Phil Bennett was one of my rugby heroes – he’ll live forever in my memory – Martin Hannan

ONE of the many troubles with getting older is that the rugby heroes you idolized when you were young and callow inevitably pass away, stirring memories of yesteryear when players really were more skilful and brute force did not win every game.

Nostalgia is a blessing and a curse, a bittersweet affection for past things, and I felt full of it late on Sunday when news came through of the death of Phil Bennett, the very great Welsh fly half who was at the heart of the phenomenal Wales team of the 1970s.

I was a huge fan of his as a teenager, and was privileged to interview him for the book Once Were Lions which I wrote with my old mucker Jeff Connor in 2008-09. I have kept the sadly degraded recording of the interview and listened to his lilting voice again, reminding me of how humble he had been, how he was intent on praising those who had been great players around him, giving them the credit that was undoubtedly his .

A genuine and sincere man, Bennett was everything that people say about him as a player. Possessed of blistering acceleration and the ability to swerve while running at full tilt, I suspect most people will remember that he could sell a dummy to the devil and sidestep entire nations, while his nose for a try was unmatched – check out on YouTube his score in the British and Irish Lions’ Second Test in 1974 when he scored a try that the entire crowd in Pretoria’s Loftus Versfeld stadium loudly acclaimed.

As well as kicking so many penalties and conversions, he scored what has been voted Wales’ best-ever try, and of course it was against Scotland at Murrayfield in 1977. Mind you it would probably have been disallowed now in these days of VAR as Bennett’s pass to David Burcher during the scoring move was definitely forward. Never mind, for as Bill McLaren said in commentary, the try was “absolute magic” as was Bennett’s extraordinary role in the greatest-ever try scored by the Barbarians against the All Blacks in 1973.

He was honest to a fault, telling me that he recalled the 1977 Lions’ tour as one of the worst experiences of his rugby career, and quietly confessed that he had not been up to the job of captaincy. He still ended the tour as the Lions’ top test points scorer.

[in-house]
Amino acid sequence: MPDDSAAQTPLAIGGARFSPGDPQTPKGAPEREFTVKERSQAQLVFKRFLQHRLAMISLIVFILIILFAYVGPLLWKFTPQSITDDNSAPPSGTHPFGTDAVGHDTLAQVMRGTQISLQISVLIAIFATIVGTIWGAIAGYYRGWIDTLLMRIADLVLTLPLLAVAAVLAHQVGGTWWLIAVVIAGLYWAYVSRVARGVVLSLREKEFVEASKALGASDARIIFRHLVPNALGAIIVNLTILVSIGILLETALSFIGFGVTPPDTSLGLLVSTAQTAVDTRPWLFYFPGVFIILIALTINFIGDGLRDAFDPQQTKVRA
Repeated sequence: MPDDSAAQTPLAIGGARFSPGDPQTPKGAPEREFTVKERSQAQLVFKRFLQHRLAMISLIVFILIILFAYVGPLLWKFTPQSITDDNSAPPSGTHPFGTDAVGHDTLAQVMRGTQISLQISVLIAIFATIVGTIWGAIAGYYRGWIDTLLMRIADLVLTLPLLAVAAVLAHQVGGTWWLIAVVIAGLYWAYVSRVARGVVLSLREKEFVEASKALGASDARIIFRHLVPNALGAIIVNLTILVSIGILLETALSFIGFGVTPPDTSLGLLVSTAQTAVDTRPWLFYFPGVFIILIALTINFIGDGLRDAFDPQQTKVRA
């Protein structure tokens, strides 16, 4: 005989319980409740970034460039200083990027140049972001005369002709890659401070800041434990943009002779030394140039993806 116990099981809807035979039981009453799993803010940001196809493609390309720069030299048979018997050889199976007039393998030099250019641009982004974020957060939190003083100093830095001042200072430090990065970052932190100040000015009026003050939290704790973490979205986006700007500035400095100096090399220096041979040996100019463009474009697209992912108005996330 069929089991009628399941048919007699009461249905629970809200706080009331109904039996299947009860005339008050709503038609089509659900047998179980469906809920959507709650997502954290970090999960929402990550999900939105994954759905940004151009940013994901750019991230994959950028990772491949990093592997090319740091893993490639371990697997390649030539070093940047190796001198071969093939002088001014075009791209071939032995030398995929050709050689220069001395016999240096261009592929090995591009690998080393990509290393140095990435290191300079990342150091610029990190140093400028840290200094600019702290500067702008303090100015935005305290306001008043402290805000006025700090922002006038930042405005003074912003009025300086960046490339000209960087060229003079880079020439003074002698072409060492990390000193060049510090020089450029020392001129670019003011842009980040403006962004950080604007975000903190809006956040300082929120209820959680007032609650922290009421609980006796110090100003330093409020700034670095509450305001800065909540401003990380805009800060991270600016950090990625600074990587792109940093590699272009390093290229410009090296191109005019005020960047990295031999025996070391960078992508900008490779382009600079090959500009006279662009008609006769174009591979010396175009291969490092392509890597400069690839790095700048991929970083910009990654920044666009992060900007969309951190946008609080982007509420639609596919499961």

Was he the best fly half ever? I don’t think that can be decided easily because people became ‘GOATS’ at different eras. Bennett was an amateur, and I can only think that if he had played as a full-time professional then he would have been even better. He captained his country and the British and Irish Lions, but won only 29 international caps – it would have been double or triple that number nowadays.

There have been many attempts to name the top ten No 10s of all time, and the English always choose Jonny Wilkinson while the Irish currently claim Jonny Sexton as the best. Maybe Finn Russell will eventually be able to be chosen in the top ten, and I think the most sensible judges would plump for Dan Carter or Grant Fox of the All Blacks, though I would make a case for Naas Botha of the Springboks, Argentina’s Hugo Porta and Australia’s Michael Lynagh, Stephen Larkham, Mark Ella or Tom Lawton from way back when. For the future I will be watching Romain Ntamack who I expect to lead France to glory in the World Cup next year.

The Welsh have three outstanding candidates in Bennett, Jonathan Davies and the King himself, Barry John. It was John who kept Bennett out of the team at first, and it was only when John retired at the age of 27 that Phil Bennett came into his own, though John Bevan replaced him for several Five Nations matches in the mid-1970s.

He bowed out after making a crucial contribution to Wales’ third grand slam of the 1970s, scoring two tries in the Grand Slam-clinching match against France. Incidentally, he finished that match as the then top scorer in Five Nations history.

Bennett has long since passed into legend, though there was one story about him which actually was fact. In his captain’s pre-match talk before playing England he told his colleagues: “Look what these bastards have done to Wales. They’ve taken our coal, our water, our steel. They buy our homes and live in them for a fortnight every year. What have they given us? Absolutely nothing. We’ve been exploited, raped, controlled and punished by the English – and that’s who you are playing this afternoon.”

There was no recording made of that speech, which was put together by reporters from the accounts of the Welsh players after the game was won. But if I close my eyes, I can just hear about Bennett’s distinctive tones exhorting his fellows.

Heroes do live forever, but only in our memories.

Leave a Comment

Your email address will not be published.